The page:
The Federal Emergency Management Agency (FEMA) established the National Urban Search & Rescue Response System in 1989. Engineers started serving on urban search and rescue teams the following year.
Disasters such as earthquakes, tornados, and bombings may cause structures to collapse. Engineers help keep victims and first responders safe by analyzing the remaining structure and shoring as necessary so it doesn’t collapse further. They also determine where people are likeliest to have survived under the rubble. Engineers participated on FEMA teams following the 1995 bombing of the Murrah Building in Oklahoma City, the 2001 World Trade Center attacks, and the 2021 collapse of Champlain Towers in Florida. They have also traveled overseas following earthquakes in Haiti in 2010 and Japan and New Zealand in 2011.
Urban search and rescue teams deploy after major disasters when people are trapped, injured, or cut off from help. Certified, trained, and funded by the federal government, these US&R teams feature coordinated, multidisciplinary efforts that include civil and structural engineers who work alongside experts in fire/rescue, heavy equipment, canine search, emergency medicine, and other disciplines.—Caldwell and Riccitiello, Civil Engineering, May 2022
Engineers who want to serve in this capacity are usually mid-career professionals with experience in construction, demolition, or forensics. They need to be good communicators who are in good physical condition. And they need to be able to leave work and family on short notice.
Training engineers for urban search and rescue
FEMA and the US Corps of Engineers jointly provide specialized instruction for engineers who wish to serve on these teams. The necessary skills include tracing load paths in partial collapses, estimating dead loads from debris and rubble, and shoring to support those loads. There are also drills that simulate actual collapses. FEMA incorporates lessons from previous disasters into these drills.
Engineering is all about protecting the health, safety, and welfare of the public. Usually that means preventing disaster, not responding to it. So engineers tend to gather all the information and thoroughly analyze it before taking action. But in urban search and rescue there isn’t time for deliberation. They won’t have all the information they need when they need it. Lives are at stake, and time is of the essence.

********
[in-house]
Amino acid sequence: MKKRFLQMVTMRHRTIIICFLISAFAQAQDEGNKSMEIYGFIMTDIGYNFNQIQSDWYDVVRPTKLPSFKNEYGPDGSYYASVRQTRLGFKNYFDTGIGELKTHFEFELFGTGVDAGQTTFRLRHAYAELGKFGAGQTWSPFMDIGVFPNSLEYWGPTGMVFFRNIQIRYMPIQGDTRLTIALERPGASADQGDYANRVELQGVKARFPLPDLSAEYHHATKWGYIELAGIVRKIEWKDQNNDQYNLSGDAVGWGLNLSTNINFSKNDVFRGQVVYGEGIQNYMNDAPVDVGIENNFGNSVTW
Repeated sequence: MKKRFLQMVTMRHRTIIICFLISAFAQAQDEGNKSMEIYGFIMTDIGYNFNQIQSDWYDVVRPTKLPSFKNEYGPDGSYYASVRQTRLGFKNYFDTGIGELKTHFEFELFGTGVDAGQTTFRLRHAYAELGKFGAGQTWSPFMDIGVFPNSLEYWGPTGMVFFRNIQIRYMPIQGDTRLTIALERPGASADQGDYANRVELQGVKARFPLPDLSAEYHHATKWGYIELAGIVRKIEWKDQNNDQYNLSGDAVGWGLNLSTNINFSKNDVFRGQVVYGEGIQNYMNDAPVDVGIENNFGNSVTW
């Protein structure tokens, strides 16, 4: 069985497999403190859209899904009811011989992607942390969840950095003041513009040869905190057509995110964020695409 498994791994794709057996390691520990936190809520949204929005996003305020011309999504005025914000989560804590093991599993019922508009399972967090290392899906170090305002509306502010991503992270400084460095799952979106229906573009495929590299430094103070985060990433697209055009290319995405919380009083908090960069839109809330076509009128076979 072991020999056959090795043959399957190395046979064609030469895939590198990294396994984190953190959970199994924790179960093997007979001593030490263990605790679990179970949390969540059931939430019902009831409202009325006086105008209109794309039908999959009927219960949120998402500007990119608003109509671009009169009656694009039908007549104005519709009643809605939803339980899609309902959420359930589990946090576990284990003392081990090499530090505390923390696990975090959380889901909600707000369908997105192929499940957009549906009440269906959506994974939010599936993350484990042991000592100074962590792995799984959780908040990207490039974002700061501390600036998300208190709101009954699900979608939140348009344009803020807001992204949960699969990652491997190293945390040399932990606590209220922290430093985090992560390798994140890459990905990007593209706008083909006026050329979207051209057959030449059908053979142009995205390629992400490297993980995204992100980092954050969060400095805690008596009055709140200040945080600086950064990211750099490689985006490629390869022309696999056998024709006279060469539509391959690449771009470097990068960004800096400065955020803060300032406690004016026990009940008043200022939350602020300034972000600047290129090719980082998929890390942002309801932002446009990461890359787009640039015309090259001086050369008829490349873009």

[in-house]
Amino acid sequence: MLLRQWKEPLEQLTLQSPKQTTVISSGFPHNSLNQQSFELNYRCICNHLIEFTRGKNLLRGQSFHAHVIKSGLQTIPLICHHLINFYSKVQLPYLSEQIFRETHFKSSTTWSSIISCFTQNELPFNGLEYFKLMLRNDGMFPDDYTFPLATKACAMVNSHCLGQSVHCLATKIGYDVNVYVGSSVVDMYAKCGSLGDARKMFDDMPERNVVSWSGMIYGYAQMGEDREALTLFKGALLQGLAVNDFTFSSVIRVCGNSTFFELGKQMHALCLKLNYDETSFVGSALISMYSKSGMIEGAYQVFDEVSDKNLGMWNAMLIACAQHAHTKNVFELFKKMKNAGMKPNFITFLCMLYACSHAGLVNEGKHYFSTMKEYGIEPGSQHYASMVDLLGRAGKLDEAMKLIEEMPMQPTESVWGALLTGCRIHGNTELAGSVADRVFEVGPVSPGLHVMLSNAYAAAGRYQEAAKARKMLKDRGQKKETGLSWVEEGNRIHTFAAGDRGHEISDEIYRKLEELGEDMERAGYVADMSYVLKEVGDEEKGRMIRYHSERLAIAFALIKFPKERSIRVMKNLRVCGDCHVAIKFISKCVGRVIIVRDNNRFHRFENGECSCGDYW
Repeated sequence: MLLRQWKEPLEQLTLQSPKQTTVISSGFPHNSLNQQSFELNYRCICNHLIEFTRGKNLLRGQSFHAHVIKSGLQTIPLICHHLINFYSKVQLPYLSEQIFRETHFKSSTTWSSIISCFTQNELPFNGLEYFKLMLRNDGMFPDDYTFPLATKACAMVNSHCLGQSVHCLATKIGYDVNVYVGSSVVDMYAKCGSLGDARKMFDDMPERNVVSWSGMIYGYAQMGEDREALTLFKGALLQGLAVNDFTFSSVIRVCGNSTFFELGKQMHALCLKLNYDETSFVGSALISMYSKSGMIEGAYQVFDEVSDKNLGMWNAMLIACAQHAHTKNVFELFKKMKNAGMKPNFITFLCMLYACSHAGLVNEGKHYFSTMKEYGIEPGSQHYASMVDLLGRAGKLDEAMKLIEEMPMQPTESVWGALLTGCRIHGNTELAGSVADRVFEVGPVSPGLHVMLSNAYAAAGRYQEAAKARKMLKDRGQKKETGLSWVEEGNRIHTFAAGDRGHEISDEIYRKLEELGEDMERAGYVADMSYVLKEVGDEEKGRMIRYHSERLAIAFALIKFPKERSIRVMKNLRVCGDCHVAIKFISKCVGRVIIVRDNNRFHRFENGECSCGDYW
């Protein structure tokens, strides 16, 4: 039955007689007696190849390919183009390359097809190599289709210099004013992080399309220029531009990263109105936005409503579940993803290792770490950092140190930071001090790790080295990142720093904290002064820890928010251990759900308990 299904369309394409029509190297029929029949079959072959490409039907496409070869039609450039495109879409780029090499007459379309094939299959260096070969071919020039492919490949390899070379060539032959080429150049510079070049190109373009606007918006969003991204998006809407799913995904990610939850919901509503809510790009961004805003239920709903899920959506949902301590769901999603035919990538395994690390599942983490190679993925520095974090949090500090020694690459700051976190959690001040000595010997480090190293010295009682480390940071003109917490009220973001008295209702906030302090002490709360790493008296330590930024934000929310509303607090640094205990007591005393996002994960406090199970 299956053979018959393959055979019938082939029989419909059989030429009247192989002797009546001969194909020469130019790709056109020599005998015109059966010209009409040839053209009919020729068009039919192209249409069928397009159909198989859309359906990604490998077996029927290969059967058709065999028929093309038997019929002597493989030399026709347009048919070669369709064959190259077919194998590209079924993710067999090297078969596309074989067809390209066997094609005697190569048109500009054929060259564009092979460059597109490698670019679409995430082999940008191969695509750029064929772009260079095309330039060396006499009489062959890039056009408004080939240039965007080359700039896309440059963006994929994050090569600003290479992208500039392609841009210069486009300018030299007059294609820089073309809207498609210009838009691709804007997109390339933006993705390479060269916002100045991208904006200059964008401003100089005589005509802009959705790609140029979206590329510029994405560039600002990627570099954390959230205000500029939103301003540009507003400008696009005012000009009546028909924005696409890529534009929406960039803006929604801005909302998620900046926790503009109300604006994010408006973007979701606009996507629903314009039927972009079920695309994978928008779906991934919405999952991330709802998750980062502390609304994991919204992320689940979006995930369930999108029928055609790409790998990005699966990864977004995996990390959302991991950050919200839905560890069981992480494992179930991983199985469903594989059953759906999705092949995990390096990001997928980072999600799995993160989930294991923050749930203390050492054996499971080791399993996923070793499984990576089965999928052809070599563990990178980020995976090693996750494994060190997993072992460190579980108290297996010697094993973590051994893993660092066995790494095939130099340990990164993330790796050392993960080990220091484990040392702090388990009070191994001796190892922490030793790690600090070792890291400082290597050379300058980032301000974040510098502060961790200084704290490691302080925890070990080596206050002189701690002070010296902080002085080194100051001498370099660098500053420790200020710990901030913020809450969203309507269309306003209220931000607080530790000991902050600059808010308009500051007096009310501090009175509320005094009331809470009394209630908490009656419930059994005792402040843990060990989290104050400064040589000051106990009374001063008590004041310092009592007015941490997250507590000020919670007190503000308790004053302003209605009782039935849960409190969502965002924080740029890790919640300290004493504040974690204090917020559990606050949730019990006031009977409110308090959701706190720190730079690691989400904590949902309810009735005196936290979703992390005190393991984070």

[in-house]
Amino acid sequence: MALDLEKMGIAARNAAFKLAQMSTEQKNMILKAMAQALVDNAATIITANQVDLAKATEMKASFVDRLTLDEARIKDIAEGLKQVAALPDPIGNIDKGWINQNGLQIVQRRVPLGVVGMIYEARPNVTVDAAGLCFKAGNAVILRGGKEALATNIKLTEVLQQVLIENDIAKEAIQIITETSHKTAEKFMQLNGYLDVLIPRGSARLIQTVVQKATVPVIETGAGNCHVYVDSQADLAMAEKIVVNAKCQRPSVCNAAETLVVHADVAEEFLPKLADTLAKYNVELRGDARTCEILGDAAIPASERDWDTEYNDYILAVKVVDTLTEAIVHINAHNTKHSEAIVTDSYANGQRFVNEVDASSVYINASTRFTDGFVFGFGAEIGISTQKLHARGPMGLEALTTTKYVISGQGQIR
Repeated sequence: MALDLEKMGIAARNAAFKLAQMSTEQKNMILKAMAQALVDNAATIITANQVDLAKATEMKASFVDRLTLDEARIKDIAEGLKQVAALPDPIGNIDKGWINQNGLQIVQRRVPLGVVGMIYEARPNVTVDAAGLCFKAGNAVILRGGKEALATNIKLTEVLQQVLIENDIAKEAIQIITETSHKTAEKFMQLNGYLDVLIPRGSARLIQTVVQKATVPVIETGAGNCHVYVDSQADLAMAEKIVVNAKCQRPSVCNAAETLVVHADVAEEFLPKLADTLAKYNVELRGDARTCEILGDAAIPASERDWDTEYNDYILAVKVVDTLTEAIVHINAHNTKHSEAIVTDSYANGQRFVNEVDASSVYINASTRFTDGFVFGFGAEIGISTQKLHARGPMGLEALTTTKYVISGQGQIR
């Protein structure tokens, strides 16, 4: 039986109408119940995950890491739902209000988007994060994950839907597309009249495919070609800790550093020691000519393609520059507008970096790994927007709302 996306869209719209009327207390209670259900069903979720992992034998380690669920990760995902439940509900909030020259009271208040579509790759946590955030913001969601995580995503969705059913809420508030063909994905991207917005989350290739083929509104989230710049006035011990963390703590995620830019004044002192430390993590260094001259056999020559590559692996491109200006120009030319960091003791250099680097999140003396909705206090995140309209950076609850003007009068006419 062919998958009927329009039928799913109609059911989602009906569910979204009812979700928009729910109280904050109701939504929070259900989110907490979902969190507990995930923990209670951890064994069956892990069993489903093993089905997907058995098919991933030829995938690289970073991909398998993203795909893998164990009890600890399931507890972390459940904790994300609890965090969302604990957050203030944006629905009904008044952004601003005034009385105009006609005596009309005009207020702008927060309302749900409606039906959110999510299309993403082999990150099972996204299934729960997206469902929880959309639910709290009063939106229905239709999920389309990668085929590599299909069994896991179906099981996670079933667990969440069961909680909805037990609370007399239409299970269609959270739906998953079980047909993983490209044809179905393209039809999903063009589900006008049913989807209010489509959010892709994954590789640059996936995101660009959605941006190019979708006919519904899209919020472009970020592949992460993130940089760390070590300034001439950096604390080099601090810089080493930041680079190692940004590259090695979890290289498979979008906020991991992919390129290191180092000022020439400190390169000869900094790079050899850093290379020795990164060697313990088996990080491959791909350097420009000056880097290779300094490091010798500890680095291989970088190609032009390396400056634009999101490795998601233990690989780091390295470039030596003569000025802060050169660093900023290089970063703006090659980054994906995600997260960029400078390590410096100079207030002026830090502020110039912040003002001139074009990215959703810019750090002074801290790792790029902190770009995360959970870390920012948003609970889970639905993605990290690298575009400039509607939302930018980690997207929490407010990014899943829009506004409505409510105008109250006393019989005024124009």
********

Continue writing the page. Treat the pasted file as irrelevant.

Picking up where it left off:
Urban search and rescue teams are different from project teams. Instead of being in charge, the engineer is a technical advisor outside the command structure. The person in charge here will be a fire chief or a specialist in heavy rescue, hazardous materials, technical search, or logistics. The engineer must learn to respect the chain of command and be a team player.
FEMA task forces comprise four components:
- Search specialists find victims after a disaster.
- Rescue specialists extract victims, safely digging them out of the rubble.
- Technical experts include the structural engineers who make rescues safe for rescuers and victims.
- Medical specialists care for the victims before and after rescue.
Learning from experience
In addition to learning how better to respond to different kinds of disasters, engineers can take other lessons from urban search and rescue. Observations following earthquakes inform changes to building codes based on how well different building systems performed.
Similarly, what we learn from collapses due to terrorist attacks as well as natural disasters helps us prevent future disproportionate collapse. The first US consensus standard on disproportionate collapse is available as of June 2023. Disproportionate collapses such as those of the Murrah Building and the World Trade Center are, thankfully, rare. However, they can result in the loss of many lives. The failure of Champlain Towers may also have been a disproportionate collapse, but it’s too early to tell.
The new standard emphasizes performance, not prescription. It includes two design strategies. The first is to assume the removal of one or more significant load-bearing elements, such as columns. The design must provide alternate load paths. The second strategy is to isolate portions of the building from one another, for example through expansion joints. The latter might be appropriate in a long, low building where failure could propagate horizontally.